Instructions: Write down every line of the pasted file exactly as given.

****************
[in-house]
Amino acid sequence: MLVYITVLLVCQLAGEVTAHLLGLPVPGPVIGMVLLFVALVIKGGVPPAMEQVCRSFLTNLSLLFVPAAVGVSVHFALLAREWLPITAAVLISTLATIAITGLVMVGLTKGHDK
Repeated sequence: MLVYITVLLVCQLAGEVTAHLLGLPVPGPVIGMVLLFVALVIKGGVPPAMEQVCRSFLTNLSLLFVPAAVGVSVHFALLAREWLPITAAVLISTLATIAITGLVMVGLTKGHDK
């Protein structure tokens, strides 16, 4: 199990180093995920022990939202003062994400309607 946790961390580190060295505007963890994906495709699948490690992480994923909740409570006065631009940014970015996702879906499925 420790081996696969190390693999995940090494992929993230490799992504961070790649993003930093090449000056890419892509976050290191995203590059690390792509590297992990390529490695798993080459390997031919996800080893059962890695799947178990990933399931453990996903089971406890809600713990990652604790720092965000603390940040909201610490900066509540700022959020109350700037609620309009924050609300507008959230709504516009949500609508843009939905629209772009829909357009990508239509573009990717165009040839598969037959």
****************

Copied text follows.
[in-house]
Amino acid sequence: MLVYITVLLVCQLAGEVTAHLLGLPVPGPVIGMVLLFVALVIKGGVPPAMEQVCRSFLTNLSLLFVPAAVGVSVHFALLAREWLPITAAVLISTLATIAITGLVMVGLTKGHDK
Repeated sequence: MLVYITVLLVCQLAGEVTAHLLGLPVPGPVIGMVLLFVALVIKGGVPPAMEQVCRSFLTNLSLLFVPAAVGVSVHFALLAREWLPITAAVLISTLATIAITGLVMVGLTKGHDK
């Protein structure tokens, strides 16, 4: 199990180093995920022990939202003062994400309607 946790961390580190060295505007963890994906495709699948490690992480994923909740409570006065631009940014970015996702879906499925 420790081996696969190390693999995940090494992929993230490799992504961070790649993003930093090449000056890419892509976050290191995203590059690390792509590297992990390529490695798993080459390997031919996800080893059962890695799947178990990933399931453990996903089971406890809600713990990652604790720092965000603390940040909201610490900066509540700022959020109350700037609620309009924050609300507008959230709504516009949500609508843009939905629209772009829909357009990508239509573009990717165009040839598969037959």